Excerpts from Geithner's speech on bank plan

WASHINGTON (Reuters) - The following are excerpts from a speech U.S. Treasury Secretary Timothy Geithner will deliver on financial stability at 11 a.m. EST.

“As President Obama said in his inaugural address, our economic strength is derived from ‘the doers, the makers of things.’

“The innovators who create and expand enterprises.

“The workers who provide life to companies and, with their earnings, support families and invest in their future... This is what drives economic growth.

“The financial system is central to this process, transforming the earnings and savings of American workers into the loans that finance a first home, a new car or a college education, the credit necessary to build a company around a new idea.

“Without credit, economies cannot grow, and right now, critical parts of our financial system are damaged.


“Instead of catalyzing recovery, the financial system is working against recovery, and that’s the dangerous dynamic we need to change.

“It is essential for every American to understand that the battle for economic recovery must be fought on two fronts. We have to both jump-start job creation and private investment, and we must get credit flowing again to businesses and families.


“Last fall, as the global crisis intensified, Congress acted quickly and courageously to provide emergency authority to help contain the damage.

“That vote gave the Administration the authority to act to pull the financial system back from the edge of catastrophic failure.

“The actions we took were absolutely essential, but they were inadequate.

“The force of government support was not comprehensive or quick enough to withstand the deepening pressure brought on by the financial crisis.

“The spectacle of huge amounts of taxpayer money being provided to the same institutions that help caused the crisis, with limited transparency and oversight, added to public distrust.

“Our challenge is much greater today because the American people have lost faith in the leaders of our financial institutions, and are skeptical that their government has -- to this point -- used taxpayers’ money in ways that will benefit them.

“Making Banks Strong and Healthy:

“Second, we’re going to require banking institutions to go through a carefully designed comprehensive stress test, to use the medical term.

“We want their balance sheets cleaner, and stronger. And we are going to help this process by providing a new program of capital support for those institutions which need it.

“The capital will come with conditions to help ensure that every dollar of assistance preserves or generates lending capital above the level that would have been possible in the absence of government support.

“Public-Private Investment Fund:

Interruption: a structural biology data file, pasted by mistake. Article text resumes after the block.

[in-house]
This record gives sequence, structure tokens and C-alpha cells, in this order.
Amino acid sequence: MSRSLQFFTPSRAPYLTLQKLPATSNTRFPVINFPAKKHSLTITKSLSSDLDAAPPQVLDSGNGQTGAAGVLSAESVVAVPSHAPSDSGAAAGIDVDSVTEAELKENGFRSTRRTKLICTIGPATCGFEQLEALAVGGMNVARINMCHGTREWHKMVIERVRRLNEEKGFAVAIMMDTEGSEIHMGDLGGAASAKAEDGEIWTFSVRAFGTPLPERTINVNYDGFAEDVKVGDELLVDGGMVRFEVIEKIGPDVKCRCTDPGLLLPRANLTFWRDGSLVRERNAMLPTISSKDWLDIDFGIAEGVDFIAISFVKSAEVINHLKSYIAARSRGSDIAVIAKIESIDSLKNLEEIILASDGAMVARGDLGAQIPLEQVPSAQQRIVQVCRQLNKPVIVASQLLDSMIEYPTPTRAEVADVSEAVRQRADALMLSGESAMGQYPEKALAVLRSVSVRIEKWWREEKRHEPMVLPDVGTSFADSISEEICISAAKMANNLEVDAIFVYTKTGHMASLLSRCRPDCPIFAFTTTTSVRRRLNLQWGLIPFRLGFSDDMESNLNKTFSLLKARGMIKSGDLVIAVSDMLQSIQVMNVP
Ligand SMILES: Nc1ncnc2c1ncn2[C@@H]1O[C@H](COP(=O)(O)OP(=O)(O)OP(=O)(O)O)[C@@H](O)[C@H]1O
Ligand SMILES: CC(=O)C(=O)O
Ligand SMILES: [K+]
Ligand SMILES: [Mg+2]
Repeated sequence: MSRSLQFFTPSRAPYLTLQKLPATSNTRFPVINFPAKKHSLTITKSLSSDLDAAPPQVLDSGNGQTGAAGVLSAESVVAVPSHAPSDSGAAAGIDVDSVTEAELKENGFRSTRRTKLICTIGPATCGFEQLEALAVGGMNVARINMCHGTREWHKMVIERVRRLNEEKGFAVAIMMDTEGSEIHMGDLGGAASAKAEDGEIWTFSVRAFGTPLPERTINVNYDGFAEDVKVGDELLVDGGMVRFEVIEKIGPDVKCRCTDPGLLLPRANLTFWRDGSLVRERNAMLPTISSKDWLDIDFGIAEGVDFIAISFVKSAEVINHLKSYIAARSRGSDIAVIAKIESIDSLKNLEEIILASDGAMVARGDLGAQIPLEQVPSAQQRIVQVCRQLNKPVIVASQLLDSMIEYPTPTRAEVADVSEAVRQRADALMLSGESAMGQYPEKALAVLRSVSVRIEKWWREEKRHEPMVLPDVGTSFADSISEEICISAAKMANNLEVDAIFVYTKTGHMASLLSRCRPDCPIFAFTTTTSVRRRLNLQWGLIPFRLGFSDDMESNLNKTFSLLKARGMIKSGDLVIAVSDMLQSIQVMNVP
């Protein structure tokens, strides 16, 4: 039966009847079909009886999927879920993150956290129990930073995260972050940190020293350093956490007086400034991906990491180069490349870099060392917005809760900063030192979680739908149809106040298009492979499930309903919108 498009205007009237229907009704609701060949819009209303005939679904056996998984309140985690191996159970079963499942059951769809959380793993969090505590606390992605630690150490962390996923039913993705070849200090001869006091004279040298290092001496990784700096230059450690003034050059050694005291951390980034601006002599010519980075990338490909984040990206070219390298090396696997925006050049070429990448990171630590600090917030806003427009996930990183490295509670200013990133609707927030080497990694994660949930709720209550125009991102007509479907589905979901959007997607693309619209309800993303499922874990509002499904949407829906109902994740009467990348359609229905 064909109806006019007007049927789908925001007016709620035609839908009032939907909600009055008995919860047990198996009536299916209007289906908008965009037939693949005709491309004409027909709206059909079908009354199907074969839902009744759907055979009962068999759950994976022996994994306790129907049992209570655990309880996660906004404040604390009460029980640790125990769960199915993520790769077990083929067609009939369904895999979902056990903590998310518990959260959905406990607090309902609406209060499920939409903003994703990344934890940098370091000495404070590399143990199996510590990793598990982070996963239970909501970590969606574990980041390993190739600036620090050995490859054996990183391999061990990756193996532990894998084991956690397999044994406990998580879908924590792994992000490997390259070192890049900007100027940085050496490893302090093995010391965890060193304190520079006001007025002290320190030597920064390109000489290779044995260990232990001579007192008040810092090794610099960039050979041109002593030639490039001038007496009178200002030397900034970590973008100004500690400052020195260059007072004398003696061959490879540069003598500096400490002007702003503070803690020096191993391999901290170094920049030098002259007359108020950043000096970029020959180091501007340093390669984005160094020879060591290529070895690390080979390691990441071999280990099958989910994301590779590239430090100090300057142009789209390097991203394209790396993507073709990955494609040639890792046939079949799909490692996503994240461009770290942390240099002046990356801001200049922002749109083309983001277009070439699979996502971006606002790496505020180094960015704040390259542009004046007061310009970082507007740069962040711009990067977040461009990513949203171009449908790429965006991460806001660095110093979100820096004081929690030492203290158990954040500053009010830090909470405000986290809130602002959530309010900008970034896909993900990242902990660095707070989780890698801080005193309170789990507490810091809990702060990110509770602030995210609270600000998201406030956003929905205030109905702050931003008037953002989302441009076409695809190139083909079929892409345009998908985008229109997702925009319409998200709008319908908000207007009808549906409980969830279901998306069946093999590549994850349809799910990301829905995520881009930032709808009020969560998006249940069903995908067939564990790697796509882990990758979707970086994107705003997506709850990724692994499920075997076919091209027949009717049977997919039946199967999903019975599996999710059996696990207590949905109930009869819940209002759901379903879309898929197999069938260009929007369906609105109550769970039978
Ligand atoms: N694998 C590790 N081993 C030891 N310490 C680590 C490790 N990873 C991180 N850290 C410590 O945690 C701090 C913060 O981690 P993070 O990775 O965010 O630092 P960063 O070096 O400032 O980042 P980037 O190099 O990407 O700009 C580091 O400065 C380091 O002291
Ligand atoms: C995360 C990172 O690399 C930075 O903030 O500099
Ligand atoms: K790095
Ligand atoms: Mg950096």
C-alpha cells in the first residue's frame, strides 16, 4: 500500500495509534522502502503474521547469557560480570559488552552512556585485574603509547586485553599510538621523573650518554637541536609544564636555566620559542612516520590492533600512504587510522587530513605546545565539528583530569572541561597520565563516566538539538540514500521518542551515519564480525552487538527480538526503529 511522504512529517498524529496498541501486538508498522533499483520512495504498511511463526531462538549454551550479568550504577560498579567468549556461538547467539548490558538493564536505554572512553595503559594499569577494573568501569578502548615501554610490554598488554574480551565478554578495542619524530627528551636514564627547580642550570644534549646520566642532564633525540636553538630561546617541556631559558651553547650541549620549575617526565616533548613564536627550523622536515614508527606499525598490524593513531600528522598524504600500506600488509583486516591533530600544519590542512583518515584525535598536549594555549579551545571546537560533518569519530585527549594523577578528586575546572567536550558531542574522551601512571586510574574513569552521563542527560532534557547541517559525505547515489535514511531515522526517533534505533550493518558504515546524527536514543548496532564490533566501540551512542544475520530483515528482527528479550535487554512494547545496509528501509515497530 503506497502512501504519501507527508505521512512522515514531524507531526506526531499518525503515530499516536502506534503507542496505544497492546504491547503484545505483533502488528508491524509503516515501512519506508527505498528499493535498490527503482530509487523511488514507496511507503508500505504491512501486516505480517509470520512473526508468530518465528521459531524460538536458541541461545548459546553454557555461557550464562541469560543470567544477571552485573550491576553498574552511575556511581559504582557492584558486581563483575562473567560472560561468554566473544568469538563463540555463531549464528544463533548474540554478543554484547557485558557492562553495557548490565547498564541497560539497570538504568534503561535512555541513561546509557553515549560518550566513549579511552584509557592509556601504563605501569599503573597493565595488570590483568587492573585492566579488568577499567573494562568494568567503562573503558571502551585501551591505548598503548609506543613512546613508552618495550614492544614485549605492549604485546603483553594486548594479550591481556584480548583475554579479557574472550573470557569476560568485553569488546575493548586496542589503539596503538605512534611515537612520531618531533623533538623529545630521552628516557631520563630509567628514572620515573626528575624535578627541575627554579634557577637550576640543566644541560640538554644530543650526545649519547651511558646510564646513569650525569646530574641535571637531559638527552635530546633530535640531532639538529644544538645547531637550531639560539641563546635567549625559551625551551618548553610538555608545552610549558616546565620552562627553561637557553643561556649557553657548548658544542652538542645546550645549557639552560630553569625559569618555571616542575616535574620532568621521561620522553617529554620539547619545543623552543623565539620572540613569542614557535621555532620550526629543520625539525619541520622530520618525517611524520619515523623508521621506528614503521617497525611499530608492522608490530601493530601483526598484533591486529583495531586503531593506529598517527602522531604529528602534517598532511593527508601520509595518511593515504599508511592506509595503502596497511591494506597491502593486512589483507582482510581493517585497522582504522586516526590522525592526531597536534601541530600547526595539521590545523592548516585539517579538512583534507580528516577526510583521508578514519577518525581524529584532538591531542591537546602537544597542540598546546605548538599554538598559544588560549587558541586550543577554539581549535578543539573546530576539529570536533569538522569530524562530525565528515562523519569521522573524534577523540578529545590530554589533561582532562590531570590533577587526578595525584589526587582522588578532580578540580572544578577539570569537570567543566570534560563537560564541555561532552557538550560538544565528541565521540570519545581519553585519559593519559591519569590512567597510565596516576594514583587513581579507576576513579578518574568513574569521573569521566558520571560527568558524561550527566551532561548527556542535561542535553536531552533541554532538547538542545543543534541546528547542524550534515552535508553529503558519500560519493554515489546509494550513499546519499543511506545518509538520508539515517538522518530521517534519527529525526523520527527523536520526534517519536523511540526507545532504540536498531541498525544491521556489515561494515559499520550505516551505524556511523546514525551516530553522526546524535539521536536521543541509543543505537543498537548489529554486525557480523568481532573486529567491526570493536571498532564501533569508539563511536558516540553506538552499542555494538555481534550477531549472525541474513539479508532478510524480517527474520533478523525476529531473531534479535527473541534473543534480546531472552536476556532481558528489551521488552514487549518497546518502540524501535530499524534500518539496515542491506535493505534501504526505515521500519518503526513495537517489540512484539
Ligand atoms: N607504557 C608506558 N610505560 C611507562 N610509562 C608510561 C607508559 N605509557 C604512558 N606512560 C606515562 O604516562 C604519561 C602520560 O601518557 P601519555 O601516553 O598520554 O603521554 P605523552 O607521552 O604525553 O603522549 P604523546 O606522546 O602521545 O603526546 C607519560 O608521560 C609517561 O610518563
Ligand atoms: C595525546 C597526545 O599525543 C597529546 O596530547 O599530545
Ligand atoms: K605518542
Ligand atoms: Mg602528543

“Third ... together with the Fed, FDIC and private sector, we will establish a Public Private Investment Fund. This program will provide government capital and government financing to help leverage private capital to help get private markets working again for the legacy loans and assets that are now burdening the entire financial system.

“By providing the financing the private markets cannot now provide, this will help start a process of providing a market for the real estate-related assets that are at the center of this crisis. Our objective is to use private capital and private asset managers to help provide a market mechanism for valuing the assets.

“Opening up new lending:

“In our financial system, 40 percent of consumer lending has historically been available because people buy loans, put them together and sell them. Because this vital source of lending has frozen up, no plan will be successful unless it helps restart securitization markets for sound loans made to consumers and businesses -- large and small.

“Look ahead:

“... I want to be candid: this comprehensive strategy will cost money, involve risk, and take time.

“We will have to adapt it as conditions change. We will have to try things we’ve never tried before. We will make mistakes. We will go through periods in which things get worse and progress is uneven or interrupted.

“But we will be guided by the principles of transparency and accountability...

“... Dedicated to the goals of restoring credit to families and businesses...

“... and committed to moving our nation toward an economic recovery that is as swift and widespread as humanly possible.

“This is a challenge more complex than any our financial system has ever faced, requiring new systems and persistent attention to solve. But the President, the Treasury and the entire Administration are committed to see it through because we know how directly the future of our economy depends on it.”

Editing by James Dalgleish